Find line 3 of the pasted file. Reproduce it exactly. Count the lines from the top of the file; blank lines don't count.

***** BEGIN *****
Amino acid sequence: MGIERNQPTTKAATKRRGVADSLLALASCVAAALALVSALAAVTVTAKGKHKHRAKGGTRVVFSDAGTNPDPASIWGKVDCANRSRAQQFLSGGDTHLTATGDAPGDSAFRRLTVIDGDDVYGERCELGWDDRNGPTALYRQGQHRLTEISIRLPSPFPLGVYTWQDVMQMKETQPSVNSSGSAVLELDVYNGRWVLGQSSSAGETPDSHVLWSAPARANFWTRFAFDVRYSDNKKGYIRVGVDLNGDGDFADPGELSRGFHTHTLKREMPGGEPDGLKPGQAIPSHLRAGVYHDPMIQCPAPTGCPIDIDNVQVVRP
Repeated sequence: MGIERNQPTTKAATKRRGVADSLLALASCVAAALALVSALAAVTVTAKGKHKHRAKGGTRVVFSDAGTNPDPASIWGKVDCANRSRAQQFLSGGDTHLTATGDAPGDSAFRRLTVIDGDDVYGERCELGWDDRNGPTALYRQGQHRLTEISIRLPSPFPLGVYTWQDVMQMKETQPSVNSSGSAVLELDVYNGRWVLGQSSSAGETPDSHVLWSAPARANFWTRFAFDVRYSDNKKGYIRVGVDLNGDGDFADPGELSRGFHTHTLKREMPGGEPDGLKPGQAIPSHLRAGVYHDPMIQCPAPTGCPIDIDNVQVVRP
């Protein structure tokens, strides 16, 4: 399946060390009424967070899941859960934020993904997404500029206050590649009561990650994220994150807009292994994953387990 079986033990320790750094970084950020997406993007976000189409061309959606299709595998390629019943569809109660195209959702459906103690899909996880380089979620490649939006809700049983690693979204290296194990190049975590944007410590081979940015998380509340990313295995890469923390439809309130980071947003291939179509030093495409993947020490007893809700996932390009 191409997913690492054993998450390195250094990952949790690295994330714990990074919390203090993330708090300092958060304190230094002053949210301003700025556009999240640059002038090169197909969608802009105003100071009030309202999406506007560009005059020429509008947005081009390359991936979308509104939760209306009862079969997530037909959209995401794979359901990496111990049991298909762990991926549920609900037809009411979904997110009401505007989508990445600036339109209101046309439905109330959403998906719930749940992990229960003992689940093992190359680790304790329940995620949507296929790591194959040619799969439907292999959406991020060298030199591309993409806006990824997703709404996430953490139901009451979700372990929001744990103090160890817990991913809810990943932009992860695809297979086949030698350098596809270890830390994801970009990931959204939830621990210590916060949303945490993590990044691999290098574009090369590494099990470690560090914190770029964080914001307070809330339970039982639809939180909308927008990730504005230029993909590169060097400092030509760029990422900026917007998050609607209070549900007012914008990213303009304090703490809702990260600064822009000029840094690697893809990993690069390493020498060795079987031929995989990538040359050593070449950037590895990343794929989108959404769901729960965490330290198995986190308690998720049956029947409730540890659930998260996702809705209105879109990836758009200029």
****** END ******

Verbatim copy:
């Protein structure tokens, strides 16, 4: 399946060390009424967070899941859960934020993904997404500029206050590649009561990650994220994150807009292994994953387990 079986033990320790750094970084950020997406993007976000189409061309959606299709595998390629019943569809109660195209959702459906103690899909996880380089979620490649939006809700049983690693979204290296194990190049975590944007410590081979940015998380509340990313295995890469923390439809309130980071947003291939179509030093495409993947020490007893809700996932390009 191409997913690492054993998450390195250094990952949790690295994330714990990074919390203090993330708090300092958060304190230094002053949210301003700025556009999240640059002038090169197909969608802009105003100071009030309202999406506007560009005059020429509008947005081009390359991936979308509104939760209306009862079969997530037909959209995401794979359901990496111990049991298909762990991926549920609900037809009411979904997110009401505007989508990445600036339109209101046309439905109330959403998906719930749940992990229960003992689940093992190359680790304790329940995620949507296929790591194959040619799969439907292999959406991020060298030199591309993409806006990824997703709404996430953490139901009451979700372990929001744990103090160890817990991913809810990943932009992860695809297979086949030698350098596809270890830390994801970009990931959204939830621990210590916060949303945490993590990044691999290098574009090369590494099990470690560090914190770029964080914001307070809330339970039982639809939180909308927008990730504005230029993909590169060097400092030509760029990422900026917007998050609607209070549900007012914008990213303009304090703490809702990260600064822009000029840094690697893809990993690069390493020498060795079987031929995989990538040359050593070449950037590895990343794929989108959404769901729960965490330290198995986190308690998720049956029947409730540890659930998260996702809705209105879109990836758009200029």